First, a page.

Attorneys for Boeing argued in court last month that the families of victims who died in an early 737 Max crash aren’t entitled to pain and suffering damages because there isn’t sufficient evidence of “pre-impact pain.”
When Ethiopian Airlines Flight 302 nosedived into the ground on March 10, 2019, after six almost certainly terrifying minutes of out-of-control flight, all 157 people aboard perished.
But since the jet was traveling at the speed of sound, they all presumably died more or less instantly, says Boeing, so there wasn’t enough time for pain to register. Therefore, the company believes additional compensation to victims’ families for pain and suffering would be excessive.
“While passengers undoubtedly perceived the flight as scary, humans have a tendency to hold on to hope and not expect the worst,” Jonathan French, an expert witness for Boeing, argued in a court filing obtained by The Wall Street Journal. “Ultimately, it is impossible to know the subjective experience of each occupant.”
At face value, it’s a preposterous claim to make.
Passengers aboard the plane, the plaintiffs argued in court, “undeniably suffered horrific emotional distress, pain and suffering, and physical impact/injury while they endured extreme G-forces, braced for impact, knew the airplane was malfunctioning, and ultimately plummeted nose-down to the ground at terrifying speed.”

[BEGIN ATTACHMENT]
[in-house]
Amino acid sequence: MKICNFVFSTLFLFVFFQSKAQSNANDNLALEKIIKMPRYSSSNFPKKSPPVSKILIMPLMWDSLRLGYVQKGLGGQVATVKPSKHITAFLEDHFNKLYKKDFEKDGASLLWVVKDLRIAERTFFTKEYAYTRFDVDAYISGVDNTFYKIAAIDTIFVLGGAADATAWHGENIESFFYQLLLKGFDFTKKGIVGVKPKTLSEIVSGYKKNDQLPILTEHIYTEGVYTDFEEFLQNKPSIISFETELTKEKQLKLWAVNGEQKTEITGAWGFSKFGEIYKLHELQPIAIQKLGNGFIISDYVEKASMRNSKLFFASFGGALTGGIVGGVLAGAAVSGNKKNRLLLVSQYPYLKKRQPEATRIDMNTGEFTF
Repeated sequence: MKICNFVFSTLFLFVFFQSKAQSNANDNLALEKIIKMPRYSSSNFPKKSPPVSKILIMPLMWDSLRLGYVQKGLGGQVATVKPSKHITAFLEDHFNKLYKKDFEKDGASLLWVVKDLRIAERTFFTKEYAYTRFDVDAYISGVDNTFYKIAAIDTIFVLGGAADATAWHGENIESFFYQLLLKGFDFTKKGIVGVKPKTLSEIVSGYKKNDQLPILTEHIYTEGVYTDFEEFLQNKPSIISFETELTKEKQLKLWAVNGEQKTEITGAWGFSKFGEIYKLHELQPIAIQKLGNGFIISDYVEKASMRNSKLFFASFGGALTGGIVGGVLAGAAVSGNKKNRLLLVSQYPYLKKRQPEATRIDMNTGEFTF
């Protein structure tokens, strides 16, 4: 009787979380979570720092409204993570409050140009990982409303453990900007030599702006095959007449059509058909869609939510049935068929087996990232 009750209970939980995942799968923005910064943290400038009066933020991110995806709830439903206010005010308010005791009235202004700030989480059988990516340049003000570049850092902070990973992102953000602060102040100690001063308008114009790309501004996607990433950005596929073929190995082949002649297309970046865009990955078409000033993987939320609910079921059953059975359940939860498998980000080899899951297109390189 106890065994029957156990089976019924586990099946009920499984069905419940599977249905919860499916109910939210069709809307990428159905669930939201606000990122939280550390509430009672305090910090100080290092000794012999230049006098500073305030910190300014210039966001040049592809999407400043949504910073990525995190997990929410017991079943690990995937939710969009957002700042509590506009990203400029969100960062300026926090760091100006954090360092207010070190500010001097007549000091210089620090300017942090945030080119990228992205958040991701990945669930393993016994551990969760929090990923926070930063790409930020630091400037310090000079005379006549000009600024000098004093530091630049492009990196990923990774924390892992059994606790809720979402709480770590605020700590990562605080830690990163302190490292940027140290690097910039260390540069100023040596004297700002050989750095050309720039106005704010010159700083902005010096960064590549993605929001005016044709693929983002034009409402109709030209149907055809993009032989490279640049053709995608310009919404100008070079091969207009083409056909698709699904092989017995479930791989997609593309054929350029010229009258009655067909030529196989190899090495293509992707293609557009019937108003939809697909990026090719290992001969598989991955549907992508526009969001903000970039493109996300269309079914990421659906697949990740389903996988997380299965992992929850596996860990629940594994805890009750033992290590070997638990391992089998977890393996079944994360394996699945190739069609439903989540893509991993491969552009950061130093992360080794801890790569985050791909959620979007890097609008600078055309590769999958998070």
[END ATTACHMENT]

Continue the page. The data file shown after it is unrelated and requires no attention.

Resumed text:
But in Illinois, where the case is being heard, there is some legal basis for Boeing to attempt the argument.
Unlike other states, such as New York and Texas, the Chicago Bar Association notes that Illinois courts have yet to fully address whether a plaintiff can seek damages for a decedent’s “pre-impact fear.”
And precedent set by a fatal 1979 American Airlines DC-10 passenger jet crash outside Chicago limited the damages that could be sought for such mental distress.
Boeing has settled roughly 75% of the civil claims from the crash so far, and presumably hopes to settle the remainder instead of going to trial in June.
Boeing attorneys fretted in one filing that if pain and suffering damages are on the table, “jurors would inevitably sympathize with testimony about the passengers’ alleged fear of impending death and imagine themselves in the passengers’ shoes.”
In a statement to HuffPost, a Boeing spokesperson apologized to the families affected and pledged to “constructively resolve” the remaining cases.
“We are deeply sorry to all who lost loved ones on Lion Air Flight 610 and Ethiopian Flight 302,” the statement read, referring to another 737 Max that crashed. “We have acknowledged the terrible impact of these tragic accidents and made an upfront commitment to fully and fairly compensate every family who suffered a loss.
“Over the past several years, we have kept our commitment as we settled a significant majority of claims and we look forward to constructively resolving the remaining cases to ensure that the families are fully and fairly compensated.”